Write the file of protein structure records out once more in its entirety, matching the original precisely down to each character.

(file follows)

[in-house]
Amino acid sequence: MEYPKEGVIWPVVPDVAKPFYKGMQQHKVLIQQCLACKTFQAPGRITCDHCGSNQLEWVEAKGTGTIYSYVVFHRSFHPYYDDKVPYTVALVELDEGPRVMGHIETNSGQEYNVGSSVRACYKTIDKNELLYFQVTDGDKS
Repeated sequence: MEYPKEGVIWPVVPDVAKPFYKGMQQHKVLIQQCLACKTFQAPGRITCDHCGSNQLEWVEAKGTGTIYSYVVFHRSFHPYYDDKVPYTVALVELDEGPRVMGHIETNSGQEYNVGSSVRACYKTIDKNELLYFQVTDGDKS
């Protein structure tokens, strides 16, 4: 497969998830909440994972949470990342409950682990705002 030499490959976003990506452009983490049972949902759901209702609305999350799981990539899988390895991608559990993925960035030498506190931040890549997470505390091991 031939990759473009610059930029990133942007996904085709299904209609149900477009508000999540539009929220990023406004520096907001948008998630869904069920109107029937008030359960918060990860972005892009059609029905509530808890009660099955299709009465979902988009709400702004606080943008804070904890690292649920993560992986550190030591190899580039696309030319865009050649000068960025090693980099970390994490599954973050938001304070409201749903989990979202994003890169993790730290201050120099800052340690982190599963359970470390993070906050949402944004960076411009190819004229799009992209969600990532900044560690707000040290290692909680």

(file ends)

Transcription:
[in-house]
Amino acid sequence: MEYPKEGVIWPVVPDVAKPFYKGMQQHKVLIQQCLACKTFQAPGRITCDHCGSNQLEWVEAKGTGTIYSYVVFHRSFHPYYDDKVPYTVALVELDEGPRVMGHIETNSGQEYNVGSSVRACYKTIDKNELLYFQVTDGDKS
Repeated sequence: MEYPKEGVIWPVVPDVAKPFYKGMQQHKVLIQQCLACKTFQAPGRITCDHCGSNQLEWVEAKGTGTIYSYVVFHRSFHPYYDDKVPYTVALVELDEGPRVMGHIETNSGQEYNVGSSVRACYKTIDKNELLYFQVTDGDKS
């Protein structure tokens, strides 16, 4: 497969998830909440994972949470990342409950682990705002 030499490959976003990506452009983490049972949902759901209702609305999350799981990539899988390895991608559990993925960035030498506190931040890549997470505390091991 031939990759473009610059930029990133942007996904085709299904209609149900477009508000999540539009929220990023406004520096907001948008998630869904069920109107029937008030359960918060990860972005892009059609029905509530808890009660099955299709009465979902988009709400702004606080943008804070904890690292649920993560992986550190030591190899580039696309030319865009050649000068960025090693980099970390994490599954973050938001304070409201749903989990979202994003890169993790730290201050120099800052340690982190599963359970470390993070906050949402944004960076411009190819004229799009992209969600990532900044560690707000040290290692909680």